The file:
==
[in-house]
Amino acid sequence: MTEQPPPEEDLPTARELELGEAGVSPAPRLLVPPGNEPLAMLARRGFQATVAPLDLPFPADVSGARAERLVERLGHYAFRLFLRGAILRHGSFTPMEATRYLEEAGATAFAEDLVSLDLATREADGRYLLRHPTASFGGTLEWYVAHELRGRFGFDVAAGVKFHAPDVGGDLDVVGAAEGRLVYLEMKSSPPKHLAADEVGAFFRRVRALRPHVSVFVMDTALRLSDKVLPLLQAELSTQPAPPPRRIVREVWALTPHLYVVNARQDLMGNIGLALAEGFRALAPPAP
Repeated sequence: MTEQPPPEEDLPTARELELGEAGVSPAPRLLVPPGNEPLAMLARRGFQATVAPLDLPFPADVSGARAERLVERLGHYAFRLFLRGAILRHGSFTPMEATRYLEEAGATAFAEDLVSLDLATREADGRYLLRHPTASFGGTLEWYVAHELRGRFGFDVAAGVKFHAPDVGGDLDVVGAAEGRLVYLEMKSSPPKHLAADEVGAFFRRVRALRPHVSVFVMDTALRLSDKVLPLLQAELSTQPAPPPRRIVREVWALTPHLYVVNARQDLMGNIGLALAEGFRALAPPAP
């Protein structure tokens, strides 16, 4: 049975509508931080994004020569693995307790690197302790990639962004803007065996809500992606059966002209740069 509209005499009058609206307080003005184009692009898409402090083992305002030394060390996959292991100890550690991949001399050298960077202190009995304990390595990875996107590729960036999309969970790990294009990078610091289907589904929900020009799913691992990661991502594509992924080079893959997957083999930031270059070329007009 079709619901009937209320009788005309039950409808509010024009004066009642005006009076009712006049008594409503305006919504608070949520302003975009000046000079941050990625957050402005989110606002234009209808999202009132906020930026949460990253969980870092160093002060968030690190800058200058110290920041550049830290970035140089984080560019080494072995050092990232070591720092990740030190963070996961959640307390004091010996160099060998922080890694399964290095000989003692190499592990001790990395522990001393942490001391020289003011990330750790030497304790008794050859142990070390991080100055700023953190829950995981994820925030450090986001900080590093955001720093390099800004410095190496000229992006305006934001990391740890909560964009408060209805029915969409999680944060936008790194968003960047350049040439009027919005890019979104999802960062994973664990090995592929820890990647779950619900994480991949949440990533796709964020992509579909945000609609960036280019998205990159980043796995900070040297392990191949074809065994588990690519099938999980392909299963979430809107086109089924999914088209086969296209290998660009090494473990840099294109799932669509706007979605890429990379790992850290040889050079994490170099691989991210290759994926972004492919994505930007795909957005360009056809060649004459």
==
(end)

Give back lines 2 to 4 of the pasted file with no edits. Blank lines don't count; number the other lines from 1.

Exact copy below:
Amino acid sequence: MTEQPPPEEDLPTARELELGEAGVSPAPRLLVPPGNEPLAMLARRGFQATVAPLDLPFPADVSGARAERLVERLGHYAFRLFLRGAILRHGSFTPMEATRYLEEAGATAFAEDLVSLDLATREADGRYLLRHPTASFGGTLEWYVAHELRGRFGFDVAAGVKFHAPDVGGDLDVVGAAEGRLVYLEMKSSPPKHLAADEVGAFFRRVRALRPHVSVFVMDTALRLSDKVLPLLQAELSTQPAPPPRRIVREVWALTPHLYVVNARQDLMGNIGLALAEGFRALAPPAP
Repeated sequence: MTEQPPPEEDLPTARELELGEAGVSPAPRLLVPPGNEPLAMLARRGFQATVAPLDLPFPADVSGARAERLVERLGHYAFRLFLRGAILRHGSFTPMEATRYLEEAGATAFAEDLVSLDLATREADGRYLLRHPTASFGGTLEWYVAHELRGRFGFDVAAGVKFHAPDVGGDLDVVGAAEGRLVYLEMKSSPPKHLAADEVGAFFRRVRALRPHVSVFVMDTALRLSDKVLPLLQAELSTQPAPPPRRIVREVWALTPHLYVVNARQDLMGNIGLALAEGFRALAPPAP
């Protein structure tokens, strides 16, 4: 049975509508931080994004020569693995307790690197302790990639962004803007065996809500992606059966002209740069 509209005499009058609206307080003005184009692009898409402090083992305002030394060390996959292991100890550690991949001399050298960077202190009995304990390595990875996107590729960036999309969970790990294009990078610091289907589904929900020009799913691992990661991502594509992924080079893959997957083999930031270059070329007009 079709619901009937209320009788005309039950409808509010024009004066009642005006009076009712006049008594409503305006919504608070949520302003975009000046000079941050990625957050402005989110606002234009209808999202009132906020930026949460990253969980870092160093002060968030690190800058200058110290920041550049830290970035140089984080560019080494072995050092990232070591720092990740030190963070996961959640307390004091010996160099060998922080890694399964290095000989003692190499592990001790990395522990001393942490001391020289003011990330750790030497304790008794050859142990070390991080100055700023953190829950995981994820925030450090986001900080590093955001720093390099800004410095190496000229992006305006934001990391740890909560964009408060209805029915969409999680944060936008790194968003960047350049040439009027919005890019979104999802960062994973664990090995592929820890990647779950619900994480991949949440990533796709964020992509579909945000609609960036280019998205990159980043796995900070040297392990191949074809065994588990690519099938999980392909299963979430809107086109089924999914088209086969296209290998660009090494473990840099294109799932669509706007979605890429990379790992850290040889050079994490170099691989991210290759994926972004492919994505930007795909957005360009056809060649004459």